Dopamine plays an important role in modulating synaptic transmission in the striatum and has great influence on the function of the basal ganglia. Degeneration of dopamine neurons in the substantia nigra (SN) is the major cause of many neurological disorders, and the reduction of dopamine innervation results in alterations of dopamine receptors in the striatum. It has been shown that the nigrostriatal dopamine system has functional and neurochemical asymmetry. To investigate the lateralization of dopamine receptors in the striatum after dopamine denervation, the present study used quantitative autoradiography to compare the changes in dopamine receptor binding in the left and right striatum in rats after unilateral dopamine depletion. In comparison to control levels, dopamine D1-like receptor binding, labeled with [3H]-SCH23390, in the dorsal striatum was reduced 2 weeks after unilateral lesions of the SN with 6-hydroxydopamine. D1-like receptor binding was decreased in the ipsilateral striatum following unilateral lesions of either the left or right SN. The left and right striatum responded similarly to unilateral SN lesions, as there were no significant differences in the percent decrease in D1-like binding in the two striata. In contrast, D2-like receptor binding, labeled with [3H]-spiroperidol, was significantly increased in the dorsal striatum following an ipsilateral SN lesion. Furthermore, the up-regulation of D2-like receptors in the right striatum was significantly greater than that in the left striatum after an ipsilateral lesion. The asymmetrical up-regulation of striatal D2 receptors after extensive dopamine depletion might contribute to the lateralization of the nigrostriatal system observed in some pathological conditions.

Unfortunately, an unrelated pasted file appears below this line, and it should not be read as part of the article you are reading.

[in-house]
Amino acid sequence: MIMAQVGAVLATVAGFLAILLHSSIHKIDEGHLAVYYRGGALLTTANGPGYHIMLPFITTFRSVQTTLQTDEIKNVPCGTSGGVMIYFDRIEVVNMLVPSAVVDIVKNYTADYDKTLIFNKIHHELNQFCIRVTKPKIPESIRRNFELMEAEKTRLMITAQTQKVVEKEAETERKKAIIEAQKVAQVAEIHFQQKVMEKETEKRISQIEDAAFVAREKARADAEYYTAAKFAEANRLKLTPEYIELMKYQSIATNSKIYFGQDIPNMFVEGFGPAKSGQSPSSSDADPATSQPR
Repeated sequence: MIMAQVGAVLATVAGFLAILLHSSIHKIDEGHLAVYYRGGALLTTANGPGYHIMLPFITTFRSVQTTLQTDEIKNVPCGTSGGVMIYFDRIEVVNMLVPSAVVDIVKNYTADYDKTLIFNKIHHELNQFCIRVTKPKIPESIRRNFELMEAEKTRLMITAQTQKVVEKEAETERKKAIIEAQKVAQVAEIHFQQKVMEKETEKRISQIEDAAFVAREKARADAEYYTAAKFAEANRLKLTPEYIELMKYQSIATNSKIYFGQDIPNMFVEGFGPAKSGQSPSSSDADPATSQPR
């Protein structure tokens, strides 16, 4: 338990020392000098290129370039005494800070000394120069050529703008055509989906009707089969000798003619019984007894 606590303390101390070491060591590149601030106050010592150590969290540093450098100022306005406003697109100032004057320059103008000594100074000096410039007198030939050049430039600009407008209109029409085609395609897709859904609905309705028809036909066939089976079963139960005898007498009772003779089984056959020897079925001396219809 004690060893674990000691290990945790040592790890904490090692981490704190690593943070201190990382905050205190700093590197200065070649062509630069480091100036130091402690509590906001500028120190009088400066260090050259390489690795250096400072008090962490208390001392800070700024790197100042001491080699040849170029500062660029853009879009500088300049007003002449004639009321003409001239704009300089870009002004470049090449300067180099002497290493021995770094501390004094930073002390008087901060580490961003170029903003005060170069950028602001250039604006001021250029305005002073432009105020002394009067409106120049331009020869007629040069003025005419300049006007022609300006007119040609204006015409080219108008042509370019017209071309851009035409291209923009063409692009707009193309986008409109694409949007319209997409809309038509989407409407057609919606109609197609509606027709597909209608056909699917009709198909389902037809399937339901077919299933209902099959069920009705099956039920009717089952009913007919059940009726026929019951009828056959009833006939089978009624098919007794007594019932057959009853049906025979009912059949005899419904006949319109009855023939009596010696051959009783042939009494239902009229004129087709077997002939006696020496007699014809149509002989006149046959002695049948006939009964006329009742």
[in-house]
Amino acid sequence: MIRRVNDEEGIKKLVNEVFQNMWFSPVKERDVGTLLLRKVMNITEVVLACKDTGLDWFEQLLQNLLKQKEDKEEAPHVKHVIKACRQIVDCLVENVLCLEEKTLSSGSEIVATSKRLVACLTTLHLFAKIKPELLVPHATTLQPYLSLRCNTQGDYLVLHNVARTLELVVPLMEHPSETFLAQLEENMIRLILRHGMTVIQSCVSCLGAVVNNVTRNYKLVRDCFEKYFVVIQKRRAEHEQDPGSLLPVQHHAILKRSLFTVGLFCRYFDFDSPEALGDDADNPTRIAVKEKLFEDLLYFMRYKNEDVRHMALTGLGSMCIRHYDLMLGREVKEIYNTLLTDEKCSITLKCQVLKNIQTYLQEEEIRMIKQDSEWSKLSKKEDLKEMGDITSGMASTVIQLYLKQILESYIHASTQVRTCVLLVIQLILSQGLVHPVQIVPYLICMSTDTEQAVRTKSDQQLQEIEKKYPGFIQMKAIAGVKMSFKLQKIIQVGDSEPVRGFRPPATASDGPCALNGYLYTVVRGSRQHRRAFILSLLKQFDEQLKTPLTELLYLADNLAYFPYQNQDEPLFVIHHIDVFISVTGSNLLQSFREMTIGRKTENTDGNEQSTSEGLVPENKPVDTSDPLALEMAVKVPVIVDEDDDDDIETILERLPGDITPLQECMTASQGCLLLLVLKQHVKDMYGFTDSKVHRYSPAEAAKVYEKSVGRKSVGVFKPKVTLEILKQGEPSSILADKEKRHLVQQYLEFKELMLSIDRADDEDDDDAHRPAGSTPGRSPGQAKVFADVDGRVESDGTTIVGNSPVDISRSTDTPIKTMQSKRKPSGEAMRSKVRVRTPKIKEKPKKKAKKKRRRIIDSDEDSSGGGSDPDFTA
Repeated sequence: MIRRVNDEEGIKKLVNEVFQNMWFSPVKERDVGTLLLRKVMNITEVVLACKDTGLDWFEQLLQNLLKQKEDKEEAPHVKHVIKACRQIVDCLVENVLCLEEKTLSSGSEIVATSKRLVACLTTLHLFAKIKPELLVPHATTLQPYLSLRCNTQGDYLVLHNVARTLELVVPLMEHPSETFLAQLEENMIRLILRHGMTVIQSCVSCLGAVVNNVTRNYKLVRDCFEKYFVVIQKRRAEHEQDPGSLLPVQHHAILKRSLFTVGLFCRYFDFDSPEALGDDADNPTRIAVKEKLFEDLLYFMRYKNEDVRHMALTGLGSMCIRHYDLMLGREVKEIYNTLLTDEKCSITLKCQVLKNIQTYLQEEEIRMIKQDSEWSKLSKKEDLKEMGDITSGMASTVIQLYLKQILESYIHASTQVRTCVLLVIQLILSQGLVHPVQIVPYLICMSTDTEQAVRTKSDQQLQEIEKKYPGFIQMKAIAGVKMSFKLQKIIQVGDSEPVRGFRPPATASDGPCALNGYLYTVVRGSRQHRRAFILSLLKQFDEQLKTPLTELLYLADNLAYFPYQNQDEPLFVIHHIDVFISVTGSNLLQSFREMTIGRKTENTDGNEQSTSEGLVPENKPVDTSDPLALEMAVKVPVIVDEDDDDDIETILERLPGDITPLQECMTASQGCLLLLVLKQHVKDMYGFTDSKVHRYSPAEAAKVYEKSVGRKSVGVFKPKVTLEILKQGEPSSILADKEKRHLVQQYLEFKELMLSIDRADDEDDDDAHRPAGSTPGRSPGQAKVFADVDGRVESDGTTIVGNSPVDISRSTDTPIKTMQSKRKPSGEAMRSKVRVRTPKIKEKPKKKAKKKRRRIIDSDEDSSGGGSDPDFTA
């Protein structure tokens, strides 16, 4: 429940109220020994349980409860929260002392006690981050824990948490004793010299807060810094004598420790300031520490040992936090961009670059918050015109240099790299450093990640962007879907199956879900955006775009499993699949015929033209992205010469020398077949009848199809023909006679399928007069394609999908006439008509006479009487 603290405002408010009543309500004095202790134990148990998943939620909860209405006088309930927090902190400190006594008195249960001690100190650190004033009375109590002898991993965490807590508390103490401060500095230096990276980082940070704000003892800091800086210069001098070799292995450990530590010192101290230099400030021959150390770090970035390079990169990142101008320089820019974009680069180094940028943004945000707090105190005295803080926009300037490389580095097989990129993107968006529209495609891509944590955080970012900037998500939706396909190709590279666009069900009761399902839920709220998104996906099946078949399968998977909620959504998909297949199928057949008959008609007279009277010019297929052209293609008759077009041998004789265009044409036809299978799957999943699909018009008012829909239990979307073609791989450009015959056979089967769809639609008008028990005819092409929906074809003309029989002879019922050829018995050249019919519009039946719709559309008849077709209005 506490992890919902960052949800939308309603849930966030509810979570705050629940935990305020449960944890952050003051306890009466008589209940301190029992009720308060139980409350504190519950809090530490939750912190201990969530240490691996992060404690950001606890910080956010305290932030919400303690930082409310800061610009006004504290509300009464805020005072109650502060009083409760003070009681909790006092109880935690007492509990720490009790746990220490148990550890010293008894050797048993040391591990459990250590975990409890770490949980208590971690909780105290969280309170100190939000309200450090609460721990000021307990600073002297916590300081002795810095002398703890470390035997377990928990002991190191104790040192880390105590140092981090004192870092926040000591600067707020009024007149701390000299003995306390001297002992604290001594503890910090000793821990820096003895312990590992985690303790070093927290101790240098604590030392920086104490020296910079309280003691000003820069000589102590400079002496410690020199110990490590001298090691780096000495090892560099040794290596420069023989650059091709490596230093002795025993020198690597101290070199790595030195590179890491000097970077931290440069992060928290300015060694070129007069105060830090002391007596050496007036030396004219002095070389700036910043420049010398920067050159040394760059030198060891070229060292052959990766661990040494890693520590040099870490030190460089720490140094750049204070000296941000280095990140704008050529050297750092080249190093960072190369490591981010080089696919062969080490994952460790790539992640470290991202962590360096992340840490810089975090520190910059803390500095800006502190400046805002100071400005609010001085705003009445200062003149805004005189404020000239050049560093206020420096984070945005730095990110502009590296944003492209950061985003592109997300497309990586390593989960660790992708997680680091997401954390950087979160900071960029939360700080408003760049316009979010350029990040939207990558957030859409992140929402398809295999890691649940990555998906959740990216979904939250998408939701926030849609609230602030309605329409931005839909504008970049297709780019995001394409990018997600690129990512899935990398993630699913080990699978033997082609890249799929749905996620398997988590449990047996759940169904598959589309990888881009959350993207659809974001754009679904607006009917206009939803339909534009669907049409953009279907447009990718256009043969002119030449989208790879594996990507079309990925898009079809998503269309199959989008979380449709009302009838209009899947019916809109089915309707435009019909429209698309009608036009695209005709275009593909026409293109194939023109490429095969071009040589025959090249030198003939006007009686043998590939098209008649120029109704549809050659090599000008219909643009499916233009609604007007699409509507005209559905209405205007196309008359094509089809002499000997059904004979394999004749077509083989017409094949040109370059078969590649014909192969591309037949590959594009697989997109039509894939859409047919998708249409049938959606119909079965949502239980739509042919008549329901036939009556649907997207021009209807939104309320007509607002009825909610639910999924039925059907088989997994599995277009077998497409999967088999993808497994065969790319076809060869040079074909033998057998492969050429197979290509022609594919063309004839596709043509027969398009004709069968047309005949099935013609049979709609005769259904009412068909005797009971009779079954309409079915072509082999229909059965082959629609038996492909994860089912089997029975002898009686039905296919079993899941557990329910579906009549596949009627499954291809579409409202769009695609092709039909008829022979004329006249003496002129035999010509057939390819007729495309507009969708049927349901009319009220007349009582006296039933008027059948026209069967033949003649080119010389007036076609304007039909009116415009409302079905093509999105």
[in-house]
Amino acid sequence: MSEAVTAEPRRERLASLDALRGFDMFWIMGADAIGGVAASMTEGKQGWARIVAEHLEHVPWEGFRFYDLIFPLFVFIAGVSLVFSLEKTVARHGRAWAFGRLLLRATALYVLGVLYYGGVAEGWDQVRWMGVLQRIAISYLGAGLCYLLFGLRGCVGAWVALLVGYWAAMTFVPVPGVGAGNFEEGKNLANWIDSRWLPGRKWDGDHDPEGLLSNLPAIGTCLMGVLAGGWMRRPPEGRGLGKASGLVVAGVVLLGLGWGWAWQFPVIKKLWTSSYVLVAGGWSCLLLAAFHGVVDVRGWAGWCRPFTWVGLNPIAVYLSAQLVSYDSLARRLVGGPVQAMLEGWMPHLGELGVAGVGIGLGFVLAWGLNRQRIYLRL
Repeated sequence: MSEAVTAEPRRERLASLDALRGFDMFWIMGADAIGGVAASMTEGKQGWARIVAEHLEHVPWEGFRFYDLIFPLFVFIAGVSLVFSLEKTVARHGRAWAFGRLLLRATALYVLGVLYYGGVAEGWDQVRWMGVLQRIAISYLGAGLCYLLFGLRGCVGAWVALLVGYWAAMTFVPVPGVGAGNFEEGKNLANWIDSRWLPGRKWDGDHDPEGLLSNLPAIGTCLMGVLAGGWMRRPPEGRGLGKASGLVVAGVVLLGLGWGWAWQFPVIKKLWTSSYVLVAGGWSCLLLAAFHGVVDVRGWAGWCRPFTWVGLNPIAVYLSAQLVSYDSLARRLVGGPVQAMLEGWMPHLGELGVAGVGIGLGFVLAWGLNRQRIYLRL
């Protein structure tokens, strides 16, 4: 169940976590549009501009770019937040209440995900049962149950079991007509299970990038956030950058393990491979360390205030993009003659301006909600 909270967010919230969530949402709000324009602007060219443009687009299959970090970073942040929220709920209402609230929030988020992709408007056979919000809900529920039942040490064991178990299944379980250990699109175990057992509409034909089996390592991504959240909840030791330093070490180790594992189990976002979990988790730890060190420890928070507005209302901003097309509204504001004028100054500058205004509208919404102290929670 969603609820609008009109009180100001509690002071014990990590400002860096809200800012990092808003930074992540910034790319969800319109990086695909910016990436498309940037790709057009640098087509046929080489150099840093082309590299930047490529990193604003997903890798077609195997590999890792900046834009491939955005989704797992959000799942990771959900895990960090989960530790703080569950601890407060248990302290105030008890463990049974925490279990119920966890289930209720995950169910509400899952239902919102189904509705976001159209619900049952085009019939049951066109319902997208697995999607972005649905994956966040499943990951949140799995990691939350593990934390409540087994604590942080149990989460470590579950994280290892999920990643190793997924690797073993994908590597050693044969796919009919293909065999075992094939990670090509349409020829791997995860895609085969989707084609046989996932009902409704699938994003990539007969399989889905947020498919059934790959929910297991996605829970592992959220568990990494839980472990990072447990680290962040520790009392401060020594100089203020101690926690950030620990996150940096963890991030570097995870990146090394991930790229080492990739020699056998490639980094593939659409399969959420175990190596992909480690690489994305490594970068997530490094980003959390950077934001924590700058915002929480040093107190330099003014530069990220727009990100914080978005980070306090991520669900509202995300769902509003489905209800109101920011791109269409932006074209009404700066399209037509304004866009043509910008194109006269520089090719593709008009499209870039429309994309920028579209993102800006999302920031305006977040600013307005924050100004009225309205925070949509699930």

- Dopamine receptor
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